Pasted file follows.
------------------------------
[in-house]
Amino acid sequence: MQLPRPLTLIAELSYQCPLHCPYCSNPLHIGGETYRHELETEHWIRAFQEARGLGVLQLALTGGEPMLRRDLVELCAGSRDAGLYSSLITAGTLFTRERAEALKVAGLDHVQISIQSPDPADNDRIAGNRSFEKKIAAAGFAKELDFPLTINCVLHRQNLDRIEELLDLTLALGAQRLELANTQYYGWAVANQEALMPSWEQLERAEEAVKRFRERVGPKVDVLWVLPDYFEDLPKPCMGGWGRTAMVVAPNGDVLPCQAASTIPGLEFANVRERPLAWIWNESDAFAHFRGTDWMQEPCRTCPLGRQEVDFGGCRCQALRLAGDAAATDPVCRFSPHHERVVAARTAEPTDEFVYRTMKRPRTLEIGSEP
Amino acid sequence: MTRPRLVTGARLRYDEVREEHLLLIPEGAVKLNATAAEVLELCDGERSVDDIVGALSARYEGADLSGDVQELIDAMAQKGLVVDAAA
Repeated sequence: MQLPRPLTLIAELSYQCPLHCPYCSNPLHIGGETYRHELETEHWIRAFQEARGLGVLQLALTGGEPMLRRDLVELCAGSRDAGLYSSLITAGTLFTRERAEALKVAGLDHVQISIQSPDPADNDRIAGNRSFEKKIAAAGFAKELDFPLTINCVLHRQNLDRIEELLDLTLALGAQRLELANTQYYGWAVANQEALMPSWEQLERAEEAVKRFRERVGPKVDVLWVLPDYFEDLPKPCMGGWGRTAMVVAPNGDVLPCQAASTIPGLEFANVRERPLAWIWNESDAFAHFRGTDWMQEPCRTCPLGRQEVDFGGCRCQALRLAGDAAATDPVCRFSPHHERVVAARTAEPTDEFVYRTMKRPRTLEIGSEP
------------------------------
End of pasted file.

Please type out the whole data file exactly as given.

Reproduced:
[in-house]
Amino acid sequence: MQLPRPLTLIAELSYQCPLHCPYCSNPLHIGGETYRHELETEHWIRAFQEARGLGVLQLALTGGEPMLRRDLVELCAGSRDAGLYSSLITAGTLFTRERAEALKVAGLDHVQISIQSPDPADNDRIAGNRSFEKKIAAAGFAKELDFPLTINCVLHRQNLDRIEELLDLTLALGAQRLELANTQYYGWAVANQEALMPSWEQLERAEEAVKRFRERVGPKVDVLWVLPDYFEDLPKPCMGGWGRTAMVVAPNGDVLPCQAASTIPGLEFANVRERPLAWIWNESDAFAHFRGTDWMQEPCRTCPLGRQEVDFGGCRCQALRLAGDAAATDPVCRFSPHHERVVAARTAEPTDEFVYRTMKRPRTLEIGSEP
Amino acid sequence: MTRPRLVTGARLRYDEVREEHLLLIPEGAVKLNATAAEVLELCDGERSVDDIVGALSARYEGADLSGDVQELIDAMAQKGLVVDAAA
Repeated sequence: MQLPRPLTLIAELSYQCPLHCPYCSNPLHIGGETYRHELETEHWIRAFQEARGLGVLQLALTGGEPMLRRDLVELCAGSRDAGLYSSLITAGTLFTRERAEALKVAGLDHVQISIQSPDPADNDRIAGNRSFEKKIAAAGFAKELDFPLTINCVLHRQNLDRIEELLDLTLALGAQRLELANTQYYGWAVANQEALMPSWEQLERAEEAVKRFRERVGPKVDVLWVLPDYFEDLPKPCMGGWGRTAMVVAPNGDVLPCQAASTIPGLEFANVRERPLAWIWNESDAFAHFRGTDWMQEPCRTCPLGRQEVDFGGCRCQALRLAGDAAATDPVCRFSPHHERVVAARTAEPTDEFVYRTMKRPRTLEIGSEP